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Great things are in store as a soft power meets a superpower

Vladimir Putin, Russian President, Middle East, UAE visit
Russian President Vladimir Putin.

Putin's visit comes at a time when the Middle East is reeling under tensions across a number of flashpoints.

By Vicky Kapur (From the Executive Editor's desk)

Published: Mon 14 Oct 2019, 9:00 PM

Last updated: Tue 15 Oct 2019, 6:48 PM

When Russian President Vladimir Putin's four-engined, long-range, wide body Ilyushin Il-96-300PU aircraft touches down at the Presidential Airport in Abu Dhabi, it will be another feather in the cap of the UAE's soft power diplomacy. The UAE and Russia don't just share an exceptional relationship, the two great nations share a joint vision for the future, they have similar values, and are united by common objectives - peace and prosperity for their peoples and those of this region and beyond.
During this historic visit, Putin is scheduled to meet His Highness Sheikh Mohamed bin Zayed, Crown Prince of Abu Dhabi and Deputy Supreme Commander of the UAE Armed Forces, to discuss matters related to trade and of strategic interest. Arriving directly after concluding his visit to Saudi Arabia, the Russian president's visit is set to give further fillip to the multidimensional partnership between Russia and the Gulf, and strengthen mutual understanding between like-minded nations. There are more than 3,000 Russian companies and 16,000 Russians in the UAE, testimony to their strong bonds of friendship, commerce and culture. Even as the two countries have shared bilateral ties since the foundation of the federation, recent years have seen the two come even further close, strengthening the bonds of friendship and enhancing commercial and diplomatic ties.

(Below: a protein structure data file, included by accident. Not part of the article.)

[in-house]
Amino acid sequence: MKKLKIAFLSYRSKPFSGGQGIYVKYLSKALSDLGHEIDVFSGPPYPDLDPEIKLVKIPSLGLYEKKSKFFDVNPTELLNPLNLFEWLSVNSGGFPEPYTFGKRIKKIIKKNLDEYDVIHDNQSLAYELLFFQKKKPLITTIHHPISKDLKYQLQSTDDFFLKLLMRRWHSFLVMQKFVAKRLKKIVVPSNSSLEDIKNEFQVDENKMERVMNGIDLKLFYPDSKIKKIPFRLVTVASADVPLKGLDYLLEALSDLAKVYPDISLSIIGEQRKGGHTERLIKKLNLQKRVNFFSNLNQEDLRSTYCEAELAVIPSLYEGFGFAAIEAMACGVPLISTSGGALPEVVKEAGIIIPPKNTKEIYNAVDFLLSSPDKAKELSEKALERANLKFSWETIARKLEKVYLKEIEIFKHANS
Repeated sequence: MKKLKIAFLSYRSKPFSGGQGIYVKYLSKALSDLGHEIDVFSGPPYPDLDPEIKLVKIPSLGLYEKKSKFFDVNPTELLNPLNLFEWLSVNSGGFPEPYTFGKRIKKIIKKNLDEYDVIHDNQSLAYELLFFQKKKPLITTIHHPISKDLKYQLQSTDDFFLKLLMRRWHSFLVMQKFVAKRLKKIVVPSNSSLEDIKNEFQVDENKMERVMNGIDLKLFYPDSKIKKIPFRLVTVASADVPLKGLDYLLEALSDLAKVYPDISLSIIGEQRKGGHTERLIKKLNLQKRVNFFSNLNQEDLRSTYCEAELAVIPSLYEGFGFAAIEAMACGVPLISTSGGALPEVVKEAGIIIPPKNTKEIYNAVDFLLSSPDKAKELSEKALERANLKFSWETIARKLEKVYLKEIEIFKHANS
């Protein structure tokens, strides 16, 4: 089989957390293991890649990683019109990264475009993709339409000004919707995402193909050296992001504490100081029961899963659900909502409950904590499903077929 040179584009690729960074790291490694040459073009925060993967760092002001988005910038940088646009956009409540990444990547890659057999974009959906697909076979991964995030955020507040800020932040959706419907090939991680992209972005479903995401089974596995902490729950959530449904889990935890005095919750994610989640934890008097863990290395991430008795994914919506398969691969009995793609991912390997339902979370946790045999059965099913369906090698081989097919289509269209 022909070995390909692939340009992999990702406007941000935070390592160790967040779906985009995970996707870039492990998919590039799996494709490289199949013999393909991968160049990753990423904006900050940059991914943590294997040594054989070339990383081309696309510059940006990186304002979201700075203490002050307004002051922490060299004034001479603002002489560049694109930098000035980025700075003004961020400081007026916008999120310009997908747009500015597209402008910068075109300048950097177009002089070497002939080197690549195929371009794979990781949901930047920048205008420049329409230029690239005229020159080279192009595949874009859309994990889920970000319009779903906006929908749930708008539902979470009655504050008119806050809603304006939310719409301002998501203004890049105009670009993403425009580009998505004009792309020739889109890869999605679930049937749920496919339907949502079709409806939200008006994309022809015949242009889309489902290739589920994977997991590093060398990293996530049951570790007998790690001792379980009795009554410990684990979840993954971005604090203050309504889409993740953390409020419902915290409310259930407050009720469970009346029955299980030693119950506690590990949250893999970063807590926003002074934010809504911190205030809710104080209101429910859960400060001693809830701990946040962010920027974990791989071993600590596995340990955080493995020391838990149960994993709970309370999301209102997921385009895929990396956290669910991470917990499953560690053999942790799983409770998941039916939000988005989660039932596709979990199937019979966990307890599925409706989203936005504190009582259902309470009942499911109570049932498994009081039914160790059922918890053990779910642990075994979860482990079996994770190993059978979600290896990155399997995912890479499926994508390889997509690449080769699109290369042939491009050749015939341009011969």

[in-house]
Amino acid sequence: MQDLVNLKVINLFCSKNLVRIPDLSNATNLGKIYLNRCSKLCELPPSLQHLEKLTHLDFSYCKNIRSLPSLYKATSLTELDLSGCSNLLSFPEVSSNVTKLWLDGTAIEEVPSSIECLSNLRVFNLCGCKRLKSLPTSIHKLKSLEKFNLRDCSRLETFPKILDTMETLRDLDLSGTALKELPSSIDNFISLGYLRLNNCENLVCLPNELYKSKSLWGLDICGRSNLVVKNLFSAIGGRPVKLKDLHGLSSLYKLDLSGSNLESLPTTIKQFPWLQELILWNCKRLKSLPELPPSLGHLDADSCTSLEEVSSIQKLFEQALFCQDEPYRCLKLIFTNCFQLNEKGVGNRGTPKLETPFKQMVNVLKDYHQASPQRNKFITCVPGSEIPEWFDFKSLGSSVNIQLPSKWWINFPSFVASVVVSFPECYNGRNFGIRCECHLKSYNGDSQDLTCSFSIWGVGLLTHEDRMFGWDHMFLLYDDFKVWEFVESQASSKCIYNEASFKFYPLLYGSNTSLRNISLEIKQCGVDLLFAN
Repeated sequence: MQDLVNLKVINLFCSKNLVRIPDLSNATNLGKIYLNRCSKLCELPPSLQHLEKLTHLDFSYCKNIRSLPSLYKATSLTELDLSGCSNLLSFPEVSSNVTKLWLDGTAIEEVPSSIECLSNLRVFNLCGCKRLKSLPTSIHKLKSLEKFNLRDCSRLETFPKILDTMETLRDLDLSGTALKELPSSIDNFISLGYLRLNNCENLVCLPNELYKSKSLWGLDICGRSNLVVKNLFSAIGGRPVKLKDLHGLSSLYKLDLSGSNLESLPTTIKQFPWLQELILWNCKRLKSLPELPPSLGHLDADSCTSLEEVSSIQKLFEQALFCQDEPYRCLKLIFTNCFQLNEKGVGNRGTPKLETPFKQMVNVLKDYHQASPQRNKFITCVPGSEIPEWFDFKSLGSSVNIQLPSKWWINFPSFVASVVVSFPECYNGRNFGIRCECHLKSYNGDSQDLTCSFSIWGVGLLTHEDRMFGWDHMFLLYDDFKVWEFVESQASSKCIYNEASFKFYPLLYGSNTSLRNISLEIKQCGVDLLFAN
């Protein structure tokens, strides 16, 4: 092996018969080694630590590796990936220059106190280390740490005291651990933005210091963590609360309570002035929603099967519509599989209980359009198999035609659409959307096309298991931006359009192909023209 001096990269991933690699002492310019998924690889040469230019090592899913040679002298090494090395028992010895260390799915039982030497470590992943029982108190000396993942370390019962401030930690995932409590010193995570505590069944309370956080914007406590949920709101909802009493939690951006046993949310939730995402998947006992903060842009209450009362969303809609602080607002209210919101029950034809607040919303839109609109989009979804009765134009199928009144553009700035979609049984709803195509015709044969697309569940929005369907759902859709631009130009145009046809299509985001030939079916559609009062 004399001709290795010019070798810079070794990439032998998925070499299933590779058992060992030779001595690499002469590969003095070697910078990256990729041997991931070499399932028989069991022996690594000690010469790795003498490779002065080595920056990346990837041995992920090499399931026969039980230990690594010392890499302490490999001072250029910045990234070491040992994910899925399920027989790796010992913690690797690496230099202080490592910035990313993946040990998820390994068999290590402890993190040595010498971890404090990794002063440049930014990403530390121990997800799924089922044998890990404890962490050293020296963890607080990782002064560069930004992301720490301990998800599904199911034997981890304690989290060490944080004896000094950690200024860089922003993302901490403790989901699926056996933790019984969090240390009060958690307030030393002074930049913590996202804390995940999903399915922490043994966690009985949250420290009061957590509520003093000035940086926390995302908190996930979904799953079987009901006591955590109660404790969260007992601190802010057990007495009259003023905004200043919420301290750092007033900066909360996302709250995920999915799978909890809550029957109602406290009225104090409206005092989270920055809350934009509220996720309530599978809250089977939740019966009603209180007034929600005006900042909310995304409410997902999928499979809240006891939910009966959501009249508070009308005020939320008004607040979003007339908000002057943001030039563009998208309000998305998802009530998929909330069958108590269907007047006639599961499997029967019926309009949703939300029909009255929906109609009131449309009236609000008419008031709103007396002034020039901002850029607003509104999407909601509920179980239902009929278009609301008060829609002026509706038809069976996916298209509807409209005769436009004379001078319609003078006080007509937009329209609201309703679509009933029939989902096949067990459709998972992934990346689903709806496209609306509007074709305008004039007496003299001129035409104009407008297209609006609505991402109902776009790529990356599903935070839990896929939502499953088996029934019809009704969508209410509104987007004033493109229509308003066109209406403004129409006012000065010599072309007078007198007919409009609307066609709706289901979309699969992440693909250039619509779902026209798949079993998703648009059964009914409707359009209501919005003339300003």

Last year, with the signing of the declaration of a strategic partnership between the two countries, those ties were elevated to an even higher dimension. Russia wields considerable influence in the geopolitics of the region. Putin's visit comes at a time when the Middle East is reeling under tensions across a number of flashpoints. On the one hand, the Turkish invasion of Syria is threatening to wipe out years of gains made against the terror outfit Daesh. On the other, the Iran-backed Houthi militia is trying to jeopardise the fragile equilibrium in the global oil trade by targeting key oil installation and tankers. A strategic union of the soft power of the UAE, the Russian superpower and the power of key Opec player Saudi Arabia will go a long way in ensuring peace, progress, prosperity, security and stability in the region.

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